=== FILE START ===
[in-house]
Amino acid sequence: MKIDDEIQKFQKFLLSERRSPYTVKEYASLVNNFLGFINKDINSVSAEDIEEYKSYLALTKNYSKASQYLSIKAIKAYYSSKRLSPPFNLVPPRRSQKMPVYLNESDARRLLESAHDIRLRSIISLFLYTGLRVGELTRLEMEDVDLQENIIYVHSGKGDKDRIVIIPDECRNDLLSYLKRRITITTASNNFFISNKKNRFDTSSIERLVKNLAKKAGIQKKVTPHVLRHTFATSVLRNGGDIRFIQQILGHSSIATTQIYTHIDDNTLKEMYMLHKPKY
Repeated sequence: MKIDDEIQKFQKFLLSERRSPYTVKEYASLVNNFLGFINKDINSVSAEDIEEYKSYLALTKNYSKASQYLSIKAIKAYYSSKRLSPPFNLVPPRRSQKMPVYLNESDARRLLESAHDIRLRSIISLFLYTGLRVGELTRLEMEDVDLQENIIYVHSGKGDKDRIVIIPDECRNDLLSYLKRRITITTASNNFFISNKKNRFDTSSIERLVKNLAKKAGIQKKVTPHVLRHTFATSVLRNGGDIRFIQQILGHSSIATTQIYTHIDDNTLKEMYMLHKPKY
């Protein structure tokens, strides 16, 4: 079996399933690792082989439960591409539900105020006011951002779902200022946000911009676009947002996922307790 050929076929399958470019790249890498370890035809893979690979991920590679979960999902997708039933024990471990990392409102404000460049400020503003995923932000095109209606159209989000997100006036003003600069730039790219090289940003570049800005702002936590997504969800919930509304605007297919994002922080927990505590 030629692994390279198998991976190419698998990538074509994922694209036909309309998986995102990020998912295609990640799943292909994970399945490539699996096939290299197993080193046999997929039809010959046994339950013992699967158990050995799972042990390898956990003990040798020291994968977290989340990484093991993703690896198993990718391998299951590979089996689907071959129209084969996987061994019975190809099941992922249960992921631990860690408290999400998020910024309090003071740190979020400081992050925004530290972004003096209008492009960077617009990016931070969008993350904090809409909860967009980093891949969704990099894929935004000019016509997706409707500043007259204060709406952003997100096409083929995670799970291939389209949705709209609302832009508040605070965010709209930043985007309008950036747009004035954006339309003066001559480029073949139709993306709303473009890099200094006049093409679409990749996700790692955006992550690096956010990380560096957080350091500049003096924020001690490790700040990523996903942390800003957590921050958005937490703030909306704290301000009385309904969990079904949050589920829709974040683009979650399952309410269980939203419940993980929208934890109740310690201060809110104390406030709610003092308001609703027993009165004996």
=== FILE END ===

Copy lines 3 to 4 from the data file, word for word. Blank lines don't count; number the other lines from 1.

Repeated sequence: MKIDDEIQKFQKFLLSERRSPYTVKEYASLVNNFLGFINKDINSVSAEDIEEYKSYLALTKNYSKASQYLSIKAIKAYYSSKRLSPPFNLVPPRRSQKMPVYLNESDARRLLESAHDIRLRSIISLFLYTGLRVGELTRLEMEDVDLQENIIYVHSGKGDKDRIVIIPDECRNDLLSYLKRRITITTASNNFFISNKKNRFDTSSIERLVKNLAKKAGIQKKVTPHVLRHTFATSVLRNGGDIRFIQQILGHSSIATTQIYTHIDDNTLKEMYMLHKPKY
């Protein structure tokens, strides 16, 4: 079996399933690792082989439960591409539900105020006011951002779902200022946000911009676009947002996922307790 050929076929399958470019790249890498370890035809893979690979991920590679979960999902997708039933024990471990990392409102404000460049400020503003995923932000095109209606159209989000997100006036003003600069730039790219090289940003570049800005702002936590997504969800919930509304605007297919994002922080927990505590 030629692994390279198998991976190419698998990538074509994922694209036909309309998986995102990020998912295609990640799943292909994970399945490539699996096939290299197993080193046999997929039809010959046994339950013992699967158990050995799972042990390898956990003990040798020291994968977290989340990484093991993703690896198993990718391998299951590979089996689907071959129209084969996987061994019975190809099941992922249960992921631990860690408290999400998020910024309090003071740190979020400081992050925004530290972004003096209008492009960077617009990016931070969008993350904090809409909860967009980093891949969704990099894929935004000019016509997706409707500043007259204060709406952003997100096409083929995670799970291939389209949705709209609302832009508040605070965010709209930043985007309008950036747009004035954006339309003066001559480029073949139709993306709303473009890099200094006049093409679409990749996700790692955006992550690096956010990380560096957080350091500049003096924020001690490790700040990523996903942390800003957590921050958005937490703030909306704290301000009385309904969990079904949050589920829709974040683009979650399952309410269980939203419940993980929208934890109740310690201060809110104390406030709610003092308001609703027993009165004996």